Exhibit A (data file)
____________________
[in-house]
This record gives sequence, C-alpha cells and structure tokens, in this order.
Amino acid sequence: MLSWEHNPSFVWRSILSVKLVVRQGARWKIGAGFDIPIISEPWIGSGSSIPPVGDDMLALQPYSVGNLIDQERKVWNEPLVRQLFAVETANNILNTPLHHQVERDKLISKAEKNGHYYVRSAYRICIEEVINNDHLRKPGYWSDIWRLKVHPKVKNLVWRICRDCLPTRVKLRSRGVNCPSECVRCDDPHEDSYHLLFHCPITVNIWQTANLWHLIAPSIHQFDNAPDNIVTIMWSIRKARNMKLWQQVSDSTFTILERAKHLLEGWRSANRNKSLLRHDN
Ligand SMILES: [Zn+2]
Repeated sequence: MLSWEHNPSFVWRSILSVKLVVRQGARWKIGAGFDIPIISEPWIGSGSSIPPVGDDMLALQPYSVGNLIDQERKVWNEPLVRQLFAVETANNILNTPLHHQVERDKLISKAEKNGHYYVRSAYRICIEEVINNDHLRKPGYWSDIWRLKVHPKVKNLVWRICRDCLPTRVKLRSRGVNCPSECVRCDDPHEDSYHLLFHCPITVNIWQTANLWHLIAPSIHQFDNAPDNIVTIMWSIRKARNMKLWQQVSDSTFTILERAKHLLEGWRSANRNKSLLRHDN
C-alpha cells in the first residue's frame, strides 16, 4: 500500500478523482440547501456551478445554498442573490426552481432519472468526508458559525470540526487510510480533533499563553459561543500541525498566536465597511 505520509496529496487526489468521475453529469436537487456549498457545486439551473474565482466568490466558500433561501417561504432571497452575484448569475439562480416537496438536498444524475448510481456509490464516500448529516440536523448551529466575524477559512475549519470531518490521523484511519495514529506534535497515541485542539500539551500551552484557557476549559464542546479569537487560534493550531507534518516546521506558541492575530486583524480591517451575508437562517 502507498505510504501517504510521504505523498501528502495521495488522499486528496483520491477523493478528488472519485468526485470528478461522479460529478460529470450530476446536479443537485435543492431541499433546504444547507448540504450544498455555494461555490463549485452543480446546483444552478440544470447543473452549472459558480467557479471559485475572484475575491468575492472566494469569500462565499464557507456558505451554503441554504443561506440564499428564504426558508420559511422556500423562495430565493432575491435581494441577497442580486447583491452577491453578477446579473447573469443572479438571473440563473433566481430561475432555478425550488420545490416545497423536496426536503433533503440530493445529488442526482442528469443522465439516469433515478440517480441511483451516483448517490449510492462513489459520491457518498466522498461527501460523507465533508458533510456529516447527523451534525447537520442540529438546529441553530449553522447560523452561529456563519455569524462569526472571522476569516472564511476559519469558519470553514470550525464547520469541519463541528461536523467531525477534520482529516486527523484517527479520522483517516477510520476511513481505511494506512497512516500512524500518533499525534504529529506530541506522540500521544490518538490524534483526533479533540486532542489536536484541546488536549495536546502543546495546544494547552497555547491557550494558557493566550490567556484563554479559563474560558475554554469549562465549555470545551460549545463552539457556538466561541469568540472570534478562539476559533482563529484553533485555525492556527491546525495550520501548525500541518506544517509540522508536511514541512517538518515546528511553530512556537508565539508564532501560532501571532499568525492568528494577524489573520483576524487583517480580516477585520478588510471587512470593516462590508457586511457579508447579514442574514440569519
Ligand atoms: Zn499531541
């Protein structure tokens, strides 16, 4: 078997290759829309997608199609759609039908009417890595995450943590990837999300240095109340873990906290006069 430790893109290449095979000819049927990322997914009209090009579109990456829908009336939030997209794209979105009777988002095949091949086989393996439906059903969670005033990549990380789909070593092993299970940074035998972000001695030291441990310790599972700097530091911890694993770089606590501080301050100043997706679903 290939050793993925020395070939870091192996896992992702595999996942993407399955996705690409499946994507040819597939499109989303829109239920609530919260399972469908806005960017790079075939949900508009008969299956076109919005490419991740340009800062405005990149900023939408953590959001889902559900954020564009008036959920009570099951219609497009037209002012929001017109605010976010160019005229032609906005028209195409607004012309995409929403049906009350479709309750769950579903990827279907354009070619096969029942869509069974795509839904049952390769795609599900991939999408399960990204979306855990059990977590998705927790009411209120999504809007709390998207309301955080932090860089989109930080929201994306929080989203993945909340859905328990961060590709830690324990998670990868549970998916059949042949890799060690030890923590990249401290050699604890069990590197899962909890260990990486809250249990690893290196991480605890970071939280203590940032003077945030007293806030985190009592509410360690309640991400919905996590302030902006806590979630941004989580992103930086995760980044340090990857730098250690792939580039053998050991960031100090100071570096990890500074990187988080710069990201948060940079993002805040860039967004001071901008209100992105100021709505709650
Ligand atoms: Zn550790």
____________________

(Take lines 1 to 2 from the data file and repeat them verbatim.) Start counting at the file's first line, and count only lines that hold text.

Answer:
[in-house]
This record gives sequence, C-alpha cells and structure tokens, in this order.